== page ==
A small amount of dander will be released into the surrounding environment when they shed. However, proper grooming routines can also help reduce their dander level.
When it comes to your risk of saliva exposure, just like all cat breeds, LaPerms sometimes drool when happy and relaxed though usually have a low drooling rate. They do tend to lick themselves clean a few times a day though.
However, due to their low Fel D1 production rate, their saliva has a very low probability of triggering allergies even if trapped in their fur.
Grooming and Coat Maintenance
LaPerms are generally clean cats that should be washed at least once every month. Regular baths can end up drying their coat and skin.
Ease of Grooming: 7/10
Risk of Allergen Exposure: 4/10
When bathing this cat, you must use the right shampoo that will leave their coat shiny and healthy!
Never blow dry this cat as it will leave their coats frizz. Instead, dry their coats using a towel. Towel-drying will always leave their coat in pristine condition. As soon as the coat has dried up, you can emphasize its curls by spritzing using a fine mist of plain water.
Grooming the LaPerm’s curly coat is not as tedious as it might seem. Both longhaired and short-haired LaPerms are low shedding cats. The coat of the short-haired LaPerms should be brushed once a week. Even though the coat of the longhaired LaPerms is not prone to matting, it should be brushed more than once a week.
Just make sure you brush your fluff-ball’s coat with the right brush that won’t yank his healthy hair.
Since LaPerms are low shedding cats, with proper grooming you can help reduce the spread of allergens all over your house to a minimum.
Tips for Reducing Allergies
As we have just mentioned, no cat is 100% hypoallergenic. So regardless of your cat’s hypoallergenic status, you should always look for ways to reduce allergens in your house. Remember, all hypoallergenic breeds still produce allergy-causing proteins and dander. So here are some tips to help you reduce allergies.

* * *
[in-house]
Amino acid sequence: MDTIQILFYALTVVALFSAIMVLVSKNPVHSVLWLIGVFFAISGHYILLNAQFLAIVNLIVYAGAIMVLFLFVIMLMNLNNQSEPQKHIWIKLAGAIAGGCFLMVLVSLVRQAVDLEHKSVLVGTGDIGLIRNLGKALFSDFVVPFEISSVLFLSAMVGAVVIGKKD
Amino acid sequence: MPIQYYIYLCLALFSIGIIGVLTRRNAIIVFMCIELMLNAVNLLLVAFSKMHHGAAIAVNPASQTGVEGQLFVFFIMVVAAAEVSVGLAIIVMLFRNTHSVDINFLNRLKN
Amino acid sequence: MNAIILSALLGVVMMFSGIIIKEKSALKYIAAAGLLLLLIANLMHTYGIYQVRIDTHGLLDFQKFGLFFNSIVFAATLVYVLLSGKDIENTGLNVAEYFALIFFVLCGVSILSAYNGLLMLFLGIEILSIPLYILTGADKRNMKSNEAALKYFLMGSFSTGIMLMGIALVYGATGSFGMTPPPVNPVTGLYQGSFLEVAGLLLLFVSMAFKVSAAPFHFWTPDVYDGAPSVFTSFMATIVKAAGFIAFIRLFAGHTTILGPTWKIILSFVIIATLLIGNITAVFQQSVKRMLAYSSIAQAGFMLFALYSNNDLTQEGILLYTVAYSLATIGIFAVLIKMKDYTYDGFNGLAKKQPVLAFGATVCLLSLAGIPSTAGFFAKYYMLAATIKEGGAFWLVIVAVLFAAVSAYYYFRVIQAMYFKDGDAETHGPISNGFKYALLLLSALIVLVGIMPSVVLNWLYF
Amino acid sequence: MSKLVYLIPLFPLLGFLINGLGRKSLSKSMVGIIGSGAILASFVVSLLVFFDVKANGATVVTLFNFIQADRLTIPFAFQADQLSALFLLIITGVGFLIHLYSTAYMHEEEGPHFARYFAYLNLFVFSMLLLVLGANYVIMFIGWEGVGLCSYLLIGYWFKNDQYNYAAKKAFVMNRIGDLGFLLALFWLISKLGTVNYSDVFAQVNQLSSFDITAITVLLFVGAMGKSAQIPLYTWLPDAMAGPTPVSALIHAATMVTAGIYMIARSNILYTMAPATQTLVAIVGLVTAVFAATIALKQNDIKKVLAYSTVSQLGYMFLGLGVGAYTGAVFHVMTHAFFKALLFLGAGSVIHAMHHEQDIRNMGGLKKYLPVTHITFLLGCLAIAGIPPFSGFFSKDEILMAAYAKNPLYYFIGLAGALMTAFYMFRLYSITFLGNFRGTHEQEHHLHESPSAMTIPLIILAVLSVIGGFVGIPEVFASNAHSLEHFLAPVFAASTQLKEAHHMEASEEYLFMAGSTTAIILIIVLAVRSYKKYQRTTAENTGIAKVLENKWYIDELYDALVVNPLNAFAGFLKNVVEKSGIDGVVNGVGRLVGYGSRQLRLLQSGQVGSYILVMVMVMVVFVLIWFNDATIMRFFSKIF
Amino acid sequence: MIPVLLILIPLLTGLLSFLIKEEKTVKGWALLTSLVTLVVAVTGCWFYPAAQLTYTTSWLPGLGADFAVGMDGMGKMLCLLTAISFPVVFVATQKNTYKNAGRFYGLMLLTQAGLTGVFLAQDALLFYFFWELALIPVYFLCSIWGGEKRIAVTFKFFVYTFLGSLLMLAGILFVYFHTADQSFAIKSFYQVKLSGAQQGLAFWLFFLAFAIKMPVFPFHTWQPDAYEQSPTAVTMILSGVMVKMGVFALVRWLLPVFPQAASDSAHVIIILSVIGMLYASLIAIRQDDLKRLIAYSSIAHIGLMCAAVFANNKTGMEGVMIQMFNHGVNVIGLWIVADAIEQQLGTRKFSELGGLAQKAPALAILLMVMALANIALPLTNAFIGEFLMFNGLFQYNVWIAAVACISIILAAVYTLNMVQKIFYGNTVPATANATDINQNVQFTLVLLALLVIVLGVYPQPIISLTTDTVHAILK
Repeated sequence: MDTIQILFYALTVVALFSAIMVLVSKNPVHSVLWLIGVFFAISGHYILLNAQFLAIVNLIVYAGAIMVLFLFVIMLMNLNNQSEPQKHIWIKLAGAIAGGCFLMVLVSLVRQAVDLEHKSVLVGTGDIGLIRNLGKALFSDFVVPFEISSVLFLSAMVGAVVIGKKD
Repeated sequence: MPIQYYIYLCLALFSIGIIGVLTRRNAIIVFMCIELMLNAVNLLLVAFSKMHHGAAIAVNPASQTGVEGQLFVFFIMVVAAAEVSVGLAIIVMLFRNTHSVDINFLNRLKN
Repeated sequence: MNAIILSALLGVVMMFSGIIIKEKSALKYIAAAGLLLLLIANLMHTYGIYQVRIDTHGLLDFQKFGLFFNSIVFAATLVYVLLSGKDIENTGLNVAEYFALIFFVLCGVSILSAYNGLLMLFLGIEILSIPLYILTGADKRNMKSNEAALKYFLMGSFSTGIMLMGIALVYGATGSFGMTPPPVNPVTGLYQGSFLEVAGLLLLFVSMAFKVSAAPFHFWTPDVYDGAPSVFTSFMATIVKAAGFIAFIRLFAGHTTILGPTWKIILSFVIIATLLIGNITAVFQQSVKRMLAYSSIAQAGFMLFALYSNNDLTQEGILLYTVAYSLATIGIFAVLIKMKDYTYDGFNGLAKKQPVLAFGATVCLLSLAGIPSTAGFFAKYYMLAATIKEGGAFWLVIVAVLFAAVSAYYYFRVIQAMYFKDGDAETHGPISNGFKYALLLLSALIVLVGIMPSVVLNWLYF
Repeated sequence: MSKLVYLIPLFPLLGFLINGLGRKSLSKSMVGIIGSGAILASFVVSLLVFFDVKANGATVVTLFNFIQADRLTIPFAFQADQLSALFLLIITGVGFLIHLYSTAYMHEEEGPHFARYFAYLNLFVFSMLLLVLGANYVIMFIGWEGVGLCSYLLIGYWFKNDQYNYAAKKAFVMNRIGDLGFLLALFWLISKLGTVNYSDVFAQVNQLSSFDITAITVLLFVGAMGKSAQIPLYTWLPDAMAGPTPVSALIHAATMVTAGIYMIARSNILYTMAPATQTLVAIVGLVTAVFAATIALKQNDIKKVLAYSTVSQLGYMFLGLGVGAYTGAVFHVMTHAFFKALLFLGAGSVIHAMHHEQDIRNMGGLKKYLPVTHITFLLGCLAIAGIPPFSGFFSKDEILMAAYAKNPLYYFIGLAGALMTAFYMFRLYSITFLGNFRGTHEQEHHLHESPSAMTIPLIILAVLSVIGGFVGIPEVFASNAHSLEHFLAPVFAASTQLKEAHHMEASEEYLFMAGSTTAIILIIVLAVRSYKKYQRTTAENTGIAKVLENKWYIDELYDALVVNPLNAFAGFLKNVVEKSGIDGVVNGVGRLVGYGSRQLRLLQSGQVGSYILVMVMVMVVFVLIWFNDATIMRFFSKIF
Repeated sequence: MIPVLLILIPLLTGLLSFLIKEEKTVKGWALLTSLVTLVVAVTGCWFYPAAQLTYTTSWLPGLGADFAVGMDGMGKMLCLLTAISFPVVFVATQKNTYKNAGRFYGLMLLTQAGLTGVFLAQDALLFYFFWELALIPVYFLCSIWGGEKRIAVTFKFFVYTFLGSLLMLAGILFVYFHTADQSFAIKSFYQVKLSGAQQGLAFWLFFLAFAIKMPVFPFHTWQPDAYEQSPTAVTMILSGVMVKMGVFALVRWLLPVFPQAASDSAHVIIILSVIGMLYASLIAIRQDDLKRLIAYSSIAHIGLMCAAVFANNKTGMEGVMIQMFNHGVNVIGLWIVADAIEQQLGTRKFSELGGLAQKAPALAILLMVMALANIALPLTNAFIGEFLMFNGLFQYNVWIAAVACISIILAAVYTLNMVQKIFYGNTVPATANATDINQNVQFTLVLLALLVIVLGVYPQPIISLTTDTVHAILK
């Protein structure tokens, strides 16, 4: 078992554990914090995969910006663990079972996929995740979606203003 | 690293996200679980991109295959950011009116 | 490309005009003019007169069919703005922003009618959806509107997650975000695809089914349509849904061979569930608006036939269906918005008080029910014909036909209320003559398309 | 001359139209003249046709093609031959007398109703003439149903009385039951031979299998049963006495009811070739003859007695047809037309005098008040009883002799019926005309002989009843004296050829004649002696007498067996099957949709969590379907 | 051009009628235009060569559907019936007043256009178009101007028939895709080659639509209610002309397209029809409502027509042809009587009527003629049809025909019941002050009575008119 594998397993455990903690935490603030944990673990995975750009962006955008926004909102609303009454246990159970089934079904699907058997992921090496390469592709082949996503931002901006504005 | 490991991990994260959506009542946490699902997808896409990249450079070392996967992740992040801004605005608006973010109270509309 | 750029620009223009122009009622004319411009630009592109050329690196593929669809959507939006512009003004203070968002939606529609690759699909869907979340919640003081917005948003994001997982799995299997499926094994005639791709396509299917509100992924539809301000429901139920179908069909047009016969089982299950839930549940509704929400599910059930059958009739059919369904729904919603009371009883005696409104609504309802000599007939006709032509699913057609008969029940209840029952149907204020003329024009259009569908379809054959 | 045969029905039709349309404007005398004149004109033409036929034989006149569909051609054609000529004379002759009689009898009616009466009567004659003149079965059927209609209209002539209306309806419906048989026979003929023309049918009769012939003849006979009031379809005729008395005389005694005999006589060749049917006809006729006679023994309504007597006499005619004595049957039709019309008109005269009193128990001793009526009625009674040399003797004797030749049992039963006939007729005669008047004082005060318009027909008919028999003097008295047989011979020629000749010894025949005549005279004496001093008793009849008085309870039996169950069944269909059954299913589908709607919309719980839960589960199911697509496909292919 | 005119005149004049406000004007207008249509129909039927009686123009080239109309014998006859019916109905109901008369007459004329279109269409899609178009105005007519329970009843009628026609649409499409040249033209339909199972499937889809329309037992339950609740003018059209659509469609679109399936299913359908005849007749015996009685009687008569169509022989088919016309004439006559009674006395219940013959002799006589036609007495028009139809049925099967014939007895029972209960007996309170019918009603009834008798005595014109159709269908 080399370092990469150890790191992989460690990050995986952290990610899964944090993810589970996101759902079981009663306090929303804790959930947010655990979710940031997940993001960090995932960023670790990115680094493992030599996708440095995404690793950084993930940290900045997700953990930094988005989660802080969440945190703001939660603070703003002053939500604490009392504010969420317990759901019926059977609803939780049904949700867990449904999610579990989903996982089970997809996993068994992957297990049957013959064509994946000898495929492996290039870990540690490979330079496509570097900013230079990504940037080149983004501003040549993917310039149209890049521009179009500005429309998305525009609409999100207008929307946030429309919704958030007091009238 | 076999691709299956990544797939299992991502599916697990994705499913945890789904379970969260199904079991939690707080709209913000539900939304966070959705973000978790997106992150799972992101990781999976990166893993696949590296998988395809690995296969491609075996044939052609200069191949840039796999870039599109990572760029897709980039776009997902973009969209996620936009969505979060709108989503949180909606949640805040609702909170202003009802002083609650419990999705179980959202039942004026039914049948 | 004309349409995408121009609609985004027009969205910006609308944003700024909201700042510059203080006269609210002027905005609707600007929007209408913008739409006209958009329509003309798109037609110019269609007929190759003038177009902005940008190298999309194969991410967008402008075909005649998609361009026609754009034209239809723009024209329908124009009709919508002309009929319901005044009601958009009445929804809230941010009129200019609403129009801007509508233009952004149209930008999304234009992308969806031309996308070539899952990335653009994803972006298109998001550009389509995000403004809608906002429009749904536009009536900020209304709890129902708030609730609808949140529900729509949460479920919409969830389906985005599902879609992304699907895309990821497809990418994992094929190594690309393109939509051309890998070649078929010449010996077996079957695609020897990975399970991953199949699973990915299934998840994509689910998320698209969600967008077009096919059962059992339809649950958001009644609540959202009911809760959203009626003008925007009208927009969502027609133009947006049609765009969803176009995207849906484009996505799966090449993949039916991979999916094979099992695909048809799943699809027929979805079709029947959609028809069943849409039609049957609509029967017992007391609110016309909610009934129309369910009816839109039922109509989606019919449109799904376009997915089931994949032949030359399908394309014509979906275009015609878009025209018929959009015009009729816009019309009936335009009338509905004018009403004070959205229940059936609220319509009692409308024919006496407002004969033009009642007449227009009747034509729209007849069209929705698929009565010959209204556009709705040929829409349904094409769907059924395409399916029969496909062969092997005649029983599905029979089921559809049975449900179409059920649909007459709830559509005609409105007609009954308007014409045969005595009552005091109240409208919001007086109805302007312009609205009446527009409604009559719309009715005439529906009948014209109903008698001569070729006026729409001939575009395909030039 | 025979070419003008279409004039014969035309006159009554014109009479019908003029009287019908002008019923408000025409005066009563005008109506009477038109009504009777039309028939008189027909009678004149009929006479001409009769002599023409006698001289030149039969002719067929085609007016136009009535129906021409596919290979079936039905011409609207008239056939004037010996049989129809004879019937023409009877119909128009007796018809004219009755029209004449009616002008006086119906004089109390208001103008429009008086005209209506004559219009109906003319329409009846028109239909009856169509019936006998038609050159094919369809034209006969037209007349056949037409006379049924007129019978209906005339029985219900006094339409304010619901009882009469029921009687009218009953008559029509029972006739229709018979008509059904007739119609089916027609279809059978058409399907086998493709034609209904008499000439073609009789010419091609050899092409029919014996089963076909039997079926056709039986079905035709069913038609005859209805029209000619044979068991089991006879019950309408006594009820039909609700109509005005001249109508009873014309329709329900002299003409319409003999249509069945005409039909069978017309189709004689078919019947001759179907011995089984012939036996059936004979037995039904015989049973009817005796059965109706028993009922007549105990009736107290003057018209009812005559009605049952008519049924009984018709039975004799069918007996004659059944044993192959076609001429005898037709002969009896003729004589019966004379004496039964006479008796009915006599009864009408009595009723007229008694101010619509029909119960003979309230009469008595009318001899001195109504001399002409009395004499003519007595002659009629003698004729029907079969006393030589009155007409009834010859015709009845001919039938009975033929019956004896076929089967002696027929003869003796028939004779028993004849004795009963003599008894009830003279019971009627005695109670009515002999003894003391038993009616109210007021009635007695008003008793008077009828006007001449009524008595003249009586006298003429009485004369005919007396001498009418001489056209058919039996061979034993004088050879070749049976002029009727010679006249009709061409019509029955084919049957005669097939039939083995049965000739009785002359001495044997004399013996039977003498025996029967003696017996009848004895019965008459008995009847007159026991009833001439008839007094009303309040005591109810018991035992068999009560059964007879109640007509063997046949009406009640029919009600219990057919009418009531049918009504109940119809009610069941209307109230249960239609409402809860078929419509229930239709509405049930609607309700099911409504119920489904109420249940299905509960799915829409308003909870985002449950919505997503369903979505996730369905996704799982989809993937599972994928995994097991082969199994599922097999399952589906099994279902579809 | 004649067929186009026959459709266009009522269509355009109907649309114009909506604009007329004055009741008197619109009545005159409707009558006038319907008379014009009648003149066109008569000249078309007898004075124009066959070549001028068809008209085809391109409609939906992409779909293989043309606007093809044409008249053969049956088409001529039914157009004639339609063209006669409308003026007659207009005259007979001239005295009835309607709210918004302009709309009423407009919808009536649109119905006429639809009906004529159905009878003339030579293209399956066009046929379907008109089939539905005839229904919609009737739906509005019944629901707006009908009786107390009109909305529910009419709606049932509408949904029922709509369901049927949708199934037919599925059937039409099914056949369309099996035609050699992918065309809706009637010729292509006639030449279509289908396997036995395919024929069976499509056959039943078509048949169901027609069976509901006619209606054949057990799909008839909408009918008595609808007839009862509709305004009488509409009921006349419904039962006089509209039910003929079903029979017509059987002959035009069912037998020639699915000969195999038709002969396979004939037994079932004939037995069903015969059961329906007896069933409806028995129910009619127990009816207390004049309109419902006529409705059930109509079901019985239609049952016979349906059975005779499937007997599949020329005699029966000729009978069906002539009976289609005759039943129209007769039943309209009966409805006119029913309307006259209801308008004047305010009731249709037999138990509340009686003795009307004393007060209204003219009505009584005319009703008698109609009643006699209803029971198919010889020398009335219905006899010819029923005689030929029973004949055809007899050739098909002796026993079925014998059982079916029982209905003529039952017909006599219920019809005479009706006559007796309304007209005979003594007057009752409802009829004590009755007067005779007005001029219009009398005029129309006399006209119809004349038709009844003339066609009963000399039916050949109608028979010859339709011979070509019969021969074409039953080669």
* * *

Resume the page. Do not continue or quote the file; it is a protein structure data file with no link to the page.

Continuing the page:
LaPerms are intelligent cats that love to spend time with their owners. So you can teach them some tricks. However, we recommend that you teach them the following as soon as possible:
- Always play within your home’s borders to avoid bringing in outdoor allergens
- Train them not to lick you
- Make sure they stay away from your bedroom
- Keep them off textiles areas of your home
- Potty training can go a long way too!
Fortify the House
We recommend that you fortify your home using the following:
- HEPA filters
- An air purifier designed for homes with pets
- A vacuum cleaner with pet hair attachment
- Reduce the number of textile surfaces
- Lint rollers to easily clean textiles surfaces
While LaPerms are hypoallergenic, it’s always best to ensure they are safe in your household and won’t trigger more allergies.
The fact that LaPerms produce less Fel d1 protein means that they have a lower probability of causing allergies. But just like all cats, they are known to shed and produce dander, even in low amounts you’ll never be 100% safe from allergen exposure.
To be on the safe side, we suggest you safely hang out this breed before bringing one home and make sure to keep your allergy meds handy too!